Sunday, September 07, 2008

support hosed

Racism and xenophobia are so repugnant. And yet it’s naïve to imagine we’re all free and clear on this one. Especially those of us who are cultural minorities and think ourselves politically sensitive. There is a thin, blurry line that separates racism from the acknowledgment of cultural differences. We often avoid mentioning the issue in order to never step over that line. I am going to attempt to navigate this morass.

Tech Support and Outsourcing. It’s a problem. I spent the better part of the week talking to, what felt like, most of the Indian Subcontinent and half of Southeast Asia. I had a problem that wasn’t on the list. A weird DSL configuration that I could. not. make. clear. Swear to god, I must have talked to 30 people. 40, maybe. I was escalated up to the next level. I was transferred. Double-transferred. Call back in 4 hours. We’ll call you back. Talk to the installation department (in Myanmar? Thailand? What does it mean that the tech support is mostly in India but the Installation and Customer Service is in Singapore? Why?) With each call my irritation mounted.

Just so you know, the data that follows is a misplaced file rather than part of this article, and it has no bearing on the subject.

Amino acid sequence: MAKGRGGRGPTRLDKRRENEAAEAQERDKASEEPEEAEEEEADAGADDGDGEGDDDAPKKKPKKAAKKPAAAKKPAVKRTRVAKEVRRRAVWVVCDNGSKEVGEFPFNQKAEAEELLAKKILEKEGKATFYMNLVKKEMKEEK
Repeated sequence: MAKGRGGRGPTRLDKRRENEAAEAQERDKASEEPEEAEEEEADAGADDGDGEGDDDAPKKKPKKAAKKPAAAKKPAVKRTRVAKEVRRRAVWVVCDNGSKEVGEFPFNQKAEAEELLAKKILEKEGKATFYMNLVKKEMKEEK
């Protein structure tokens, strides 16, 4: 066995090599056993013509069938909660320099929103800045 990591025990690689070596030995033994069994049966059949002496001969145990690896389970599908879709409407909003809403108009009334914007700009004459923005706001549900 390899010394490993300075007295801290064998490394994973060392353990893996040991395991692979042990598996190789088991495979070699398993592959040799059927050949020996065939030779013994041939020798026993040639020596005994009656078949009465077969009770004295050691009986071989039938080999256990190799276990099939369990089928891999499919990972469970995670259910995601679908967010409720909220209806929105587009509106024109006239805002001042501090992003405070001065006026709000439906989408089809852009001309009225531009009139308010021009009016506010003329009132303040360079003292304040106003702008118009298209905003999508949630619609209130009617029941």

Years ago when I was in school, I worked at the public university library. I am a total research, book, info-junkie nerd. I LOVED working in the library. I went through months of training to work at the reference information desk. Helping students and professors find the answers for their research. Back when there was (jesussaveme) NO internet. We were phasing out the card catalog, starting to use some very clumsy databases…and the dinosaurs had just stopped roaming the earth. Anyway, the information desk was a source of great anecdote. A public library is just that—any crazy-ass fool can walk through the door and come up to you and ask a question. We were all about information, even though we couldn’t always help the ones with the tinfoil hats. We actually helped tons of people find sources for their research or papers. But we were taught that one of the more important aspects of that job is diffusing.